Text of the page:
The British Business Bank data on the healthcare and medtech start up UK environment reveals some telltale signs. According to the UK Small Business Equity Tracker Report, the third largest technology sub-sector in 2017 by deal number was medtech with 48 deals and a total of £125m invested. In comparison the total investment in 2017 was in 1,487 deals valued at £5.9bn. One notable investment was in London based, Orchard Therapeutics. The company was co-founded by Andrea Spezzi and a group of ex-Glaxo-SmithKline staffers dedicated to transforming the lives of patients with rare diseases through innovative gene therapies. The startup ranked at number nine in the Top Ten Largest Equity deals for 2017.
Furthermore, according to Beauhurst, there were a total of 459 early stage fundraises by medtech startups from 2015 Q4 to date and the UK Government has led the investment in this sector. Additionally, Deloitte predicts the market will grow to £2.9bn this year. Increased interest from foreign investors who view UK healthcare tech as rich pickings means the number of deals backed by Silicon Valley investors jumped by 252% in the last five years. Matt Lerner, a partner at San Francisco based 500 Startups, said “the UK has an abundance of talent… and its fintech and healthtech innovation is ahead of the Valley.”
The London MedTech directory an endeavor funded primarily by the Greater London Authority, to help London realise its potential in health technology for the economic benefit of London, reports that current UK expenditure of approximately £120 billion per year on the NHS or 9% of GDP means that austerity measures will create real challenges. Added are the effects of an aging population which is ripe for a rapid expansion in technology being implemented to play a role in generating new products, services and systems to benefit health care providers and patients. These medtech solutions would expectedly harness wearables; big data; Artificial Intelligence; Blockchain; health informatics; sophisticated imaging; advanced engineering and 3D printing; Augmented Reality; and Virtual Reality. Further cementing the need for collaborative efforts between public and private bodies to ensure a customer-focused delivery.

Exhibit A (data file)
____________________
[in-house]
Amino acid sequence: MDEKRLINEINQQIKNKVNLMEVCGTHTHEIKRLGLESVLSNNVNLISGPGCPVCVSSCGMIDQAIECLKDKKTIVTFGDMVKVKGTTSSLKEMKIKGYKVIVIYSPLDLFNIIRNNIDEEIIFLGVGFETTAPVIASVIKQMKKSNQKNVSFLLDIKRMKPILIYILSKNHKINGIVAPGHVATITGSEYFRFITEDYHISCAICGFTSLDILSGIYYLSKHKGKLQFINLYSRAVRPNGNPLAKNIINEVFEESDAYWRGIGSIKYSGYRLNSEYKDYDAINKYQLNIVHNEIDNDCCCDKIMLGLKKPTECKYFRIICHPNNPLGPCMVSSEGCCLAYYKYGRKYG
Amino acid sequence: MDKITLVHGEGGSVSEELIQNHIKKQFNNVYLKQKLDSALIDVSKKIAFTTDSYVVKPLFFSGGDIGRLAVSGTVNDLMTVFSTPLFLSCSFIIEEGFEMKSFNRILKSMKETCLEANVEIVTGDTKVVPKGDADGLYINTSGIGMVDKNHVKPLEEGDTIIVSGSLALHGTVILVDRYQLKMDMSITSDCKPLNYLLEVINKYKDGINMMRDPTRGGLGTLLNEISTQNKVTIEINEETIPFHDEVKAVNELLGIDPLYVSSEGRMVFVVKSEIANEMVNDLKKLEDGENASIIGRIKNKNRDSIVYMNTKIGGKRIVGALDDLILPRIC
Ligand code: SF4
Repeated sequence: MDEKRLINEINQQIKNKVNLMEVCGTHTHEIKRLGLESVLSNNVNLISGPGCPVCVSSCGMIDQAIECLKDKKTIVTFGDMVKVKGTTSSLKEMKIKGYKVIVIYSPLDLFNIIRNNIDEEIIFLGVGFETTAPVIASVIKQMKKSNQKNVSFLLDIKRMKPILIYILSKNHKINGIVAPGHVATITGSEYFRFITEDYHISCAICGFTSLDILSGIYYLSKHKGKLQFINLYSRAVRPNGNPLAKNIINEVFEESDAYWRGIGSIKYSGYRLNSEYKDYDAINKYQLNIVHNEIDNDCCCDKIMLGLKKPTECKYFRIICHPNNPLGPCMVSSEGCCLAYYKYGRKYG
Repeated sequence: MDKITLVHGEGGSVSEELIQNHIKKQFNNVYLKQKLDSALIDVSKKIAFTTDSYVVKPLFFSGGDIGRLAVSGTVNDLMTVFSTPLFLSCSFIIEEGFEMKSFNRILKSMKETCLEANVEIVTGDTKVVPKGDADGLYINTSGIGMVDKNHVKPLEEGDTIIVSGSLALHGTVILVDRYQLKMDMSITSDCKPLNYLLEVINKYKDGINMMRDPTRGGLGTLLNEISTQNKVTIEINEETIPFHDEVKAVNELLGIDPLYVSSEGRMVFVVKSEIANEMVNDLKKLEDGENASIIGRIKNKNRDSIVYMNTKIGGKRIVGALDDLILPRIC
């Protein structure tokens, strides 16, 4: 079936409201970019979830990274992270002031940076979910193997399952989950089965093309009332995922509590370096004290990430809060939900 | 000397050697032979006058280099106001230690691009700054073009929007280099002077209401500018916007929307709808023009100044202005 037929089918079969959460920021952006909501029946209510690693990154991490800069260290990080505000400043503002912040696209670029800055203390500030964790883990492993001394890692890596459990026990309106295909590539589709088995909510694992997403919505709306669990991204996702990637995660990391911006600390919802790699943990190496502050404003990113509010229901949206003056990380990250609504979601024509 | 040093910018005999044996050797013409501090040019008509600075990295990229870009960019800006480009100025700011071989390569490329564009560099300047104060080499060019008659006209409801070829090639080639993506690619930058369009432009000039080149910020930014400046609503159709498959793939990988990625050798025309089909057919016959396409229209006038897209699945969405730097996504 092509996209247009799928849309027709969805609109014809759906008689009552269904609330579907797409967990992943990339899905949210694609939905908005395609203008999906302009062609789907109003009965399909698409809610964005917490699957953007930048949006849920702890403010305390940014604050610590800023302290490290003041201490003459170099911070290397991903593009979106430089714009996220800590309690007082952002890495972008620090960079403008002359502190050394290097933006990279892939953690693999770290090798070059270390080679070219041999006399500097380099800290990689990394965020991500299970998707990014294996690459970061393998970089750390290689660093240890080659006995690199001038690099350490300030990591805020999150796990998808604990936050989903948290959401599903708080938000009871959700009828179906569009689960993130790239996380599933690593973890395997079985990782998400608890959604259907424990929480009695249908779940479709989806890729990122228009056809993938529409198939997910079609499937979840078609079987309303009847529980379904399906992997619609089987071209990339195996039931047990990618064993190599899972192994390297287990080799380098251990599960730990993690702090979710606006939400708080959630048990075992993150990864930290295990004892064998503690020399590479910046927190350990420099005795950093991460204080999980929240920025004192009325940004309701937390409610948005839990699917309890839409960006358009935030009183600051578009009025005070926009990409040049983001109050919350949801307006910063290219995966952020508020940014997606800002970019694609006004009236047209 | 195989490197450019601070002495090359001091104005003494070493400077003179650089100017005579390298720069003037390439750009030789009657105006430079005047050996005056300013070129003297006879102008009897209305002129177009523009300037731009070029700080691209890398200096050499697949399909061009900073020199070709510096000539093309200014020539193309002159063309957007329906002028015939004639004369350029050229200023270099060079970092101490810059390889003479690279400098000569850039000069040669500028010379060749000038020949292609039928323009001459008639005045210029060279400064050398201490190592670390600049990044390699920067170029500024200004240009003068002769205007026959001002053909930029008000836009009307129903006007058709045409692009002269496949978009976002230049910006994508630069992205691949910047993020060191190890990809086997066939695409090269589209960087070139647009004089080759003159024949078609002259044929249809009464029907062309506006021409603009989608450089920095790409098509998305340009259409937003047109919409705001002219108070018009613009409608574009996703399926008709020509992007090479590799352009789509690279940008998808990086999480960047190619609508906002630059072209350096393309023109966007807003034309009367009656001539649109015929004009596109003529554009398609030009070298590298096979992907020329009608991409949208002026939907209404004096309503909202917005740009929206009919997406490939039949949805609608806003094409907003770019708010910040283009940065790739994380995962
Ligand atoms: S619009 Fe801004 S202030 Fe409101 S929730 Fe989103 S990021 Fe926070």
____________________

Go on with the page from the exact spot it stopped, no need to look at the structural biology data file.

Remarkably, Cambridge has become a major hub over for the medtech sector over the past 50 years. Paired with its reputable University of Cambridge which ranks in the top three universities in Europe; the region is known for its focus on the wider life sciences and medical sub-sector specifically and fondly known as Silicon fen, a nod to its greenery and high technology proliferation. According to Beauhurst calculations, Cambridgeshire tech firms raised £506.9m in 2016. While figures for London show that £1.6b was raised over 530 deals in the same time. Comparably, London has a population of 8 million, vs Cambridge’s 124,000. Which means Cambridge beats the capital significantly when comparing investment per capita allocation.
As the UK Government seeks a larger share of the global medtech market (projected to reach $8.7 trillion by 2020), these are some of the incentives it offers medtech business:
- o A nationalised health service providing unrivalled access to a single healthcare market of over 60 million people
- o World-class resources, academic institutions and research to prove concepts for innovative medtech
- o Manufacturing capabilities to design, prototype and engineer medical technologies
- o A national clinical research infrastructure to translate research, access patients and validate and design, utility and effectiveness of your medical technology
- o A fast and supportive regulatory system for CE Marking
- o Health economic assessment to build evidence towards early adoption and market entry
- o Access to anonymised patient data
- o Access to government incentives and tax breaks
- o A supportive investment environment for business growth
Ziylo, a University of Bristol spin-out company, was co-founded by 31-year-old Dr Harry Destecroix, when he was studying for his PhD at the University four years ago. The overarching technology developed a synthetic molecule which works by binding glucose in the bloodstream to help treat diabetes more effectively. The company was acquired by Danish pharma giant Novo Nordisk for £623m last month.
HS. Programme, a newly launched medtech accelerator says its mission is to “build and scale healthcare technology businesses, help larger organisations drive healthcare innovation at a corporate level, and position the UK at the forefront of innovation in global healthcare”. Their founding team are promising up to 10x returns on investments in the sector, a promise of profitability that is hard to match anywhere else.
In conclusion, the medtech sector offers rich pickings for growth with its often innovative technology and investors are looking to the UK both from Europe and the US for their next unicorn. Even more unique to this sector is the win-win scenario new technologies can benefit the NHS at such a critical time as well as improve the health of the nation.
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